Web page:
Model fits to data from six delayed-estimation experiments with equal probing probabilities.

(A) Maximum-likelihood fits to raw data of the worst-fitting and best-fitting subjects (subjects S10 in E6 and S4 in E4, respectively). Goodness of fit was measured as R2, computed for each subject by concatenating histograms across set sizes. (B) Subject-averaged circular variance and kurtosis of the estimation error, as a function of set size and split by experiment. The maximum-likelihood fits of the model account well for the trends in these statistics. (C) Estimated amounts of resource per item in the resource-rational model scattered against the estimates in the non-parametric model. Each dot represents estimates from a single subject. (D) Estimated amount of resource per item (red) and total resource (black) plotted against set size. Here and in subsequent figures, error bars and shaded areas represent 1 s.e.m. of the mean across subjects.

https://doi.org/10.7554/eLife.34963.007
Table 2
Subject-averaged parameter estimates of the resource-rational model fitted to data from nine previously published experiments.

See Table 1 for details about the experiments.

https://doi.org/10.7554/eLife.34963.008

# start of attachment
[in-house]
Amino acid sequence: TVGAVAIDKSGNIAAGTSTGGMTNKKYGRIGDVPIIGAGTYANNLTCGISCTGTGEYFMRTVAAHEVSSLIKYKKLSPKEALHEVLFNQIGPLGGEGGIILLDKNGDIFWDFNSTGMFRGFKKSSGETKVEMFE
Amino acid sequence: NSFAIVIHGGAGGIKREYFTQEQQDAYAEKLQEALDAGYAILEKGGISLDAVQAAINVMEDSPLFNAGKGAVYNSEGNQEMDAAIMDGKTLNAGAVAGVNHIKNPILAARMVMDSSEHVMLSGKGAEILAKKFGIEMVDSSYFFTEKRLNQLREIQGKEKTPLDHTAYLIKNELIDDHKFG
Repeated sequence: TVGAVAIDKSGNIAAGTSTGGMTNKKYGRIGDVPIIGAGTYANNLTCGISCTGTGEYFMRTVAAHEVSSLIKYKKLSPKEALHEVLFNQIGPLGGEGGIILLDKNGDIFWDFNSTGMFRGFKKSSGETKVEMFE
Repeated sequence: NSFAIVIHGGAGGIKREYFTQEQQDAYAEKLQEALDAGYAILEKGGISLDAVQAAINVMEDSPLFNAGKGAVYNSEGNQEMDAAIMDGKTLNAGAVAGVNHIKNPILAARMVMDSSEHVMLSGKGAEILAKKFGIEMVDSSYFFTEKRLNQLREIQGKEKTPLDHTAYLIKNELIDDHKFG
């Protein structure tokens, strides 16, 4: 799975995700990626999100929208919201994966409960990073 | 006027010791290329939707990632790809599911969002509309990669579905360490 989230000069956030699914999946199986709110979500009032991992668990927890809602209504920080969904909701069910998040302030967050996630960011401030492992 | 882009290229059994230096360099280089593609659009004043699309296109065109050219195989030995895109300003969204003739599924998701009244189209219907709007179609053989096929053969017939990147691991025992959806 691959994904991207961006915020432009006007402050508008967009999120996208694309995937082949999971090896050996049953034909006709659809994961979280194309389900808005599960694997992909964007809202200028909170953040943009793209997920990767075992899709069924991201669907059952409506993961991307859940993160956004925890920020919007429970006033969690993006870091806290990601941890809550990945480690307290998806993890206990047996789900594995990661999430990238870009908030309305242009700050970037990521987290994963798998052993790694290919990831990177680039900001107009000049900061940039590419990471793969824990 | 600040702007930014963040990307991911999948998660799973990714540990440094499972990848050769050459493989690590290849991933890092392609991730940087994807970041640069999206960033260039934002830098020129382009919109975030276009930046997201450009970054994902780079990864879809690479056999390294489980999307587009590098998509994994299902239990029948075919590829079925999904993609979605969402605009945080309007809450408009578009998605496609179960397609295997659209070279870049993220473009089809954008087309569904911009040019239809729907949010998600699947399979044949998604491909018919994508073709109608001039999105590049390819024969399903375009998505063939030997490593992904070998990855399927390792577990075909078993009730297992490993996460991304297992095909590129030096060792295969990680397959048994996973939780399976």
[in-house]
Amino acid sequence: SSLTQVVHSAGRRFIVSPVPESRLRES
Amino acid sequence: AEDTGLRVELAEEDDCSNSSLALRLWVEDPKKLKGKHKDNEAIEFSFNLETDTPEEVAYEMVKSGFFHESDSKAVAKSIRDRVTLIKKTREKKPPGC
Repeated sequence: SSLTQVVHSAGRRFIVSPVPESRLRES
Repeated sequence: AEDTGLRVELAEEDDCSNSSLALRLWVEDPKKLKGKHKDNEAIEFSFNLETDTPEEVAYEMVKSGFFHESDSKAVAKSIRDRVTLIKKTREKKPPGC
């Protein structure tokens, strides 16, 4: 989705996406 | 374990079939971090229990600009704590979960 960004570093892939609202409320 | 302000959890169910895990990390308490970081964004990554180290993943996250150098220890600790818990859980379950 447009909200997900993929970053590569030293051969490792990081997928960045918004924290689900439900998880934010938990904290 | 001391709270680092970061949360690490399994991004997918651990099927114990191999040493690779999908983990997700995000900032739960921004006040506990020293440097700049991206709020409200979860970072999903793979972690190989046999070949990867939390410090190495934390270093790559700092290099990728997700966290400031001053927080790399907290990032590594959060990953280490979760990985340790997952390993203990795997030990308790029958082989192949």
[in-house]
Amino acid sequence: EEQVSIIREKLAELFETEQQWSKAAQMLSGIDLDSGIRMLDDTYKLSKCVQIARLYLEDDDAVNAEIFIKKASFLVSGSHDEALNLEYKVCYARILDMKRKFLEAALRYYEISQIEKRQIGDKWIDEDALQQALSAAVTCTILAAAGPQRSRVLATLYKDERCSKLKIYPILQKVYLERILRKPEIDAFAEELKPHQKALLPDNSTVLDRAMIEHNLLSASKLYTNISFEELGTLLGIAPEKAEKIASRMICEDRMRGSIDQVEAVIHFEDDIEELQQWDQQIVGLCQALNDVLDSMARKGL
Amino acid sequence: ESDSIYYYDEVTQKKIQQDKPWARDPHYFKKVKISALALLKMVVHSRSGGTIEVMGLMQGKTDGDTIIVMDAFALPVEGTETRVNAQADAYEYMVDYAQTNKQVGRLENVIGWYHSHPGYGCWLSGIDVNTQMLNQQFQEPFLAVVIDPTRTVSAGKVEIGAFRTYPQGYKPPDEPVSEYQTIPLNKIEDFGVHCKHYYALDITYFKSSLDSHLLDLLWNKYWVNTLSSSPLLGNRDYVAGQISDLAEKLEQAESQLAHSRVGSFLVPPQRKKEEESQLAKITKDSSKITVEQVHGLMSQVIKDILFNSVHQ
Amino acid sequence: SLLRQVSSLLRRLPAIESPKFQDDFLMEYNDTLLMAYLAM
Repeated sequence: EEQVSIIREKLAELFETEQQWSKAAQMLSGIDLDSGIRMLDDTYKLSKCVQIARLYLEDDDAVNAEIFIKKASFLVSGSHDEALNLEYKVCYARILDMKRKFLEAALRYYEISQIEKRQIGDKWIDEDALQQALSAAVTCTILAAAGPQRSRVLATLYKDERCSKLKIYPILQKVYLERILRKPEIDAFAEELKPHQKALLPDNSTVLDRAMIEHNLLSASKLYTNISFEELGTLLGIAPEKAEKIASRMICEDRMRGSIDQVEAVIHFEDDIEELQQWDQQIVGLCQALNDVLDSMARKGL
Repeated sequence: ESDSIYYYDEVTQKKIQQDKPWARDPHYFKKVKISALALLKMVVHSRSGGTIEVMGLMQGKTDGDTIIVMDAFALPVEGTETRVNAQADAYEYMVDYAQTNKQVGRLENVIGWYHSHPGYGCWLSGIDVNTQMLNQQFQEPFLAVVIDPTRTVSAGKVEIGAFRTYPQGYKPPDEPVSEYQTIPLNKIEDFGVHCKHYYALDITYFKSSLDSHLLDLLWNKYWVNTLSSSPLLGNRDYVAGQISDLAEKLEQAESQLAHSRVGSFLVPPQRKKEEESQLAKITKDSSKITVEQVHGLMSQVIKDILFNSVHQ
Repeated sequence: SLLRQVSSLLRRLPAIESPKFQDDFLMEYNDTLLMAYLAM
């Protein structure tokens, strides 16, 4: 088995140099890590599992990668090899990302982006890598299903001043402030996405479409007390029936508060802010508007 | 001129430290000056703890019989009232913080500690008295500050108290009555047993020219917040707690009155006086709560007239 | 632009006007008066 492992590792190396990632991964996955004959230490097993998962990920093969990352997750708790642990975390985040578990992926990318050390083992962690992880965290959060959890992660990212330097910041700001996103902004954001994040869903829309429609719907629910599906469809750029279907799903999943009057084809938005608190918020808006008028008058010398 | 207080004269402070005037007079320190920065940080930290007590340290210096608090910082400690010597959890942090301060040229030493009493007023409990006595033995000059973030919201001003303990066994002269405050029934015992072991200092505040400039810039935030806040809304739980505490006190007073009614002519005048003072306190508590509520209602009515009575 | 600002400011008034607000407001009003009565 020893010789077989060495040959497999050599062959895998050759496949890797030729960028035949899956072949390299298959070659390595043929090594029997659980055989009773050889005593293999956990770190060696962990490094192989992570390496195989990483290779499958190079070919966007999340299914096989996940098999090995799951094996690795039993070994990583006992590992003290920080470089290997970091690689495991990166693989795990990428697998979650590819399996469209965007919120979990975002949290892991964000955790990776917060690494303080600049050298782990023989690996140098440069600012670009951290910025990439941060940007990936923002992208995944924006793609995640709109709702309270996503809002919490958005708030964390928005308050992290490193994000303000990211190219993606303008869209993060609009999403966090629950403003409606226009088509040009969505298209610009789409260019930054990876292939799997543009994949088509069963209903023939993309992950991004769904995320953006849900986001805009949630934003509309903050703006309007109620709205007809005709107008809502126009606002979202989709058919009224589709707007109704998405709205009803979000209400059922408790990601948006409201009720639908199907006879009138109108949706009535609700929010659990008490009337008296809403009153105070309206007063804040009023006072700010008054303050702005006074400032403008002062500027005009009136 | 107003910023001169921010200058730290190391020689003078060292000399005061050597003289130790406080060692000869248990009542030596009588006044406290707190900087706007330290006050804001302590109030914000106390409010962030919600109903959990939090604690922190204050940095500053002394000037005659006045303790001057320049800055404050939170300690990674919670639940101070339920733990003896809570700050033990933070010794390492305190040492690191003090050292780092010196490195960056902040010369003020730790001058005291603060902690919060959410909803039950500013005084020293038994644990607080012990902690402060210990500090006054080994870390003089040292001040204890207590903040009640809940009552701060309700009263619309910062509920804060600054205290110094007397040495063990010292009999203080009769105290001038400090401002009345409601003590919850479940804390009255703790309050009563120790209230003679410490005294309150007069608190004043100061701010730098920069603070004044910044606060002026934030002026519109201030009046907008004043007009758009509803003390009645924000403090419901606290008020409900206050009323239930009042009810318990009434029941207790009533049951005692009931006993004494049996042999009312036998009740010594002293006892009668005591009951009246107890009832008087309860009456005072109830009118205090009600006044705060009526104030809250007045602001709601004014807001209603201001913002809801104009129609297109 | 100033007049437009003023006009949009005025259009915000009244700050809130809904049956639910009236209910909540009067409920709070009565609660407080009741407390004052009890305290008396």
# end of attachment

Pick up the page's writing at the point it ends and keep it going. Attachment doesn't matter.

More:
Experimentβλτ
E11.87 ± 0.29(4.8 ± 1.2)·10−217.9±2.5
E2(1.33 ± 0.30)·10−2(4.27 ± 0.83)·10−414.8±1.1
E30.138 ± 0.042(2.78 ± 0.87) ·10−319.1±2.6
E40.106 ± 0.052(3.2 ± 1.4)·10−38.2±1.8
E50.356 ± 0.085(5.8 ± 1.1)·10−318.1±2.8
E60.61 ± 0.15(8.8 ± 1.5)·10−37.4±1.3
E71.19 ± 0.51(9.5 ± 6.6)·10−25.7±1.5
E80.58 ± 0.19(1.58 ± 0.66)·10−227.0±3.7
E90.93 ± 0.25(3.0 ± 1.0)·10−223.7±2.3

We next compare the goodness of fit of the resource-rational model to that of a descriptive variant in which the amount of resource per item, J¯, is assumed to be a power-law function of set size (all other aspects of the model are kept the same). This variant is identical to the VP-A model in our earlier work, which is one of the most accurate descriptive models currently available (van den Berg et al., 2014). Model comparison based on the Akaike Information Criterion (AIC) (Akaike, 1974) indicates that the data provide similar support for both models, with a small advantage for the resource-rational model (ΔAIC = 5.27 ± 0.70; throughout the paper, X ± Y indicates mean ±s.e.m. across subjects). Hence, the resource-rational model provides a principled explanation of set size effects without sacrificing quality of fit compared to one of the best available descriptive models of VWM. We find that the resource-rational model also fits better than a model in which the total amount of resource is fixed and divided equally across items (ΔAIC = 13.9 ± 1.4).